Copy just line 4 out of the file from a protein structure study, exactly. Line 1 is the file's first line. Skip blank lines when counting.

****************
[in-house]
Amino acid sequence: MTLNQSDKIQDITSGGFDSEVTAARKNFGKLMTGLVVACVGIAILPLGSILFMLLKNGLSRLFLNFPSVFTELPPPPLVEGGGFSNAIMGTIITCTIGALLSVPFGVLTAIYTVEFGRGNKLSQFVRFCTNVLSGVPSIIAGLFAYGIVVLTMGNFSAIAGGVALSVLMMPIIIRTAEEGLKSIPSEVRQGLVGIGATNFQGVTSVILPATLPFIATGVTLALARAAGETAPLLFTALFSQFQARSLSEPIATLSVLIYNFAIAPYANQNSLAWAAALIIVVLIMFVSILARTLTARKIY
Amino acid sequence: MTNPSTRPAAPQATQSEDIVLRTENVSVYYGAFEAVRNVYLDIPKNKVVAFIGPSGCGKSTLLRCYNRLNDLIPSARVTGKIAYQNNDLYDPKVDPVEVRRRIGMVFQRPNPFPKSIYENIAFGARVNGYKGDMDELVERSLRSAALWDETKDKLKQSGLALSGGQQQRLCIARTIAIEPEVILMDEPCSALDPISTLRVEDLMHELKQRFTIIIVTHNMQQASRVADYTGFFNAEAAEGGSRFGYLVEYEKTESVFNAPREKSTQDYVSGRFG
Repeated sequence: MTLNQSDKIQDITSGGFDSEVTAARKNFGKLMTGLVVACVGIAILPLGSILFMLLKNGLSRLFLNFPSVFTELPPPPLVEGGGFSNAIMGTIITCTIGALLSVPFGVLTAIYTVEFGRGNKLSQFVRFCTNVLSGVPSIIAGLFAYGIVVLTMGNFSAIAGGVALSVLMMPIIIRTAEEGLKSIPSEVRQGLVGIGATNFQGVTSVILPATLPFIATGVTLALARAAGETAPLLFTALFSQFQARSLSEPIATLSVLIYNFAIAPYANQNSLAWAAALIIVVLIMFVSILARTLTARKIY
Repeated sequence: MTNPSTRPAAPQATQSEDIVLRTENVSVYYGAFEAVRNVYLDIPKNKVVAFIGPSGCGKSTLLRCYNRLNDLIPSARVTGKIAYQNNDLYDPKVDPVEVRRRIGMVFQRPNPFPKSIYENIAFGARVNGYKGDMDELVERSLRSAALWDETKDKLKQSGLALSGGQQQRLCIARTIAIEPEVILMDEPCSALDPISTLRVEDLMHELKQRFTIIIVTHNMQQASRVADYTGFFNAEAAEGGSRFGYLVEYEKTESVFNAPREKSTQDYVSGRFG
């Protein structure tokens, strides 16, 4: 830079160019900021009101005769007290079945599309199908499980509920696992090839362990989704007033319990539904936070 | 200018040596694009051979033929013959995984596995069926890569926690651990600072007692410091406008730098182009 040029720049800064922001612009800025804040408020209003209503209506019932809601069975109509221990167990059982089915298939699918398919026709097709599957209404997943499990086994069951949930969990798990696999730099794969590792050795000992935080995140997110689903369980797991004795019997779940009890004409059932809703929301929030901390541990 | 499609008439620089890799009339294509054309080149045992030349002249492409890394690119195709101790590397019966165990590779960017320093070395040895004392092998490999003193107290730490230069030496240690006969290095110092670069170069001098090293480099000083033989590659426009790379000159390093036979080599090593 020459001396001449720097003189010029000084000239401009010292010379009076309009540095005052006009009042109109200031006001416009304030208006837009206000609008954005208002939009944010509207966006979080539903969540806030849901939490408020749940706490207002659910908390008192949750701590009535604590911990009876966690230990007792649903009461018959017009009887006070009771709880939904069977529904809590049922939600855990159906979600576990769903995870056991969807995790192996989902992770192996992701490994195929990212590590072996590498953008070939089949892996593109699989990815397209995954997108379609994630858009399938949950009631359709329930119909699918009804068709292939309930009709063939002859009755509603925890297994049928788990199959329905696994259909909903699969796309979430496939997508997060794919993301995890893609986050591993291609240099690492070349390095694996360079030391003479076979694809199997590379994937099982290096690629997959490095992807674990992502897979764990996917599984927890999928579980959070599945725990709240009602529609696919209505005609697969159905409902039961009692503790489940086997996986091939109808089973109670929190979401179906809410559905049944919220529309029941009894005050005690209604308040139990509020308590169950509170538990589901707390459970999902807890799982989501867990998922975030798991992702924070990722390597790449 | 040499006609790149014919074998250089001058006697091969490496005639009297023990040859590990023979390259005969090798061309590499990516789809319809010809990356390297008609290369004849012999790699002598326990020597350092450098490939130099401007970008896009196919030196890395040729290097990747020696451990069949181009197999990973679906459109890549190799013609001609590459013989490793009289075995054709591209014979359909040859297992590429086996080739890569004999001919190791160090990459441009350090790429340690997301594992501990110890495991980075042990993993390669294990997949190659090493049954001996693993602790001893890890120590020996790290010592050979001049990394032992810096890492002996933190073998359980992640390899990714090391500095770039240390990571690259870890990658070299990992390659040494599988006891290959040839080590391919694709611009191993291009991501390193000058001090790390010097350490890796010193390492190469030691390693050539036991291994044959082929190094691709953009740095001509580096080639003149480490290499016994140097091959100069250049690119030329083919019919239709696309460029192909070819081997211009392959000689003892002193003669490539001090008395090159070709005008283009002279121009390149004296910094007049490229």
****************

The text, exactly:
Repeated sequence: MTLNQSDKIQDITSGGFDSEVTAARKNFGKLMTGLVVACVGIAILPLGSILFMLLKNGLSRLFLNFPSVFTELPPPPLVEGGGFSNAIMGTIITCTIGALLSVPFGVLTAIYTVEFGRGNKLSQFVRFCTNVLSGVPSIIAGLFAYGIVVLTMGNFSAIAGGVALSVLMMPIIIRTAEEGLKSIPSEVRQGLVGIGATNFQGVTSVILPATLPFIATGVTLALARAAGETAPLLFTALFSQFQARSLSEPIATLSVLIYNFAIAPYANQNSLAWAAALIIVVLIMFVSILARTLTARKIY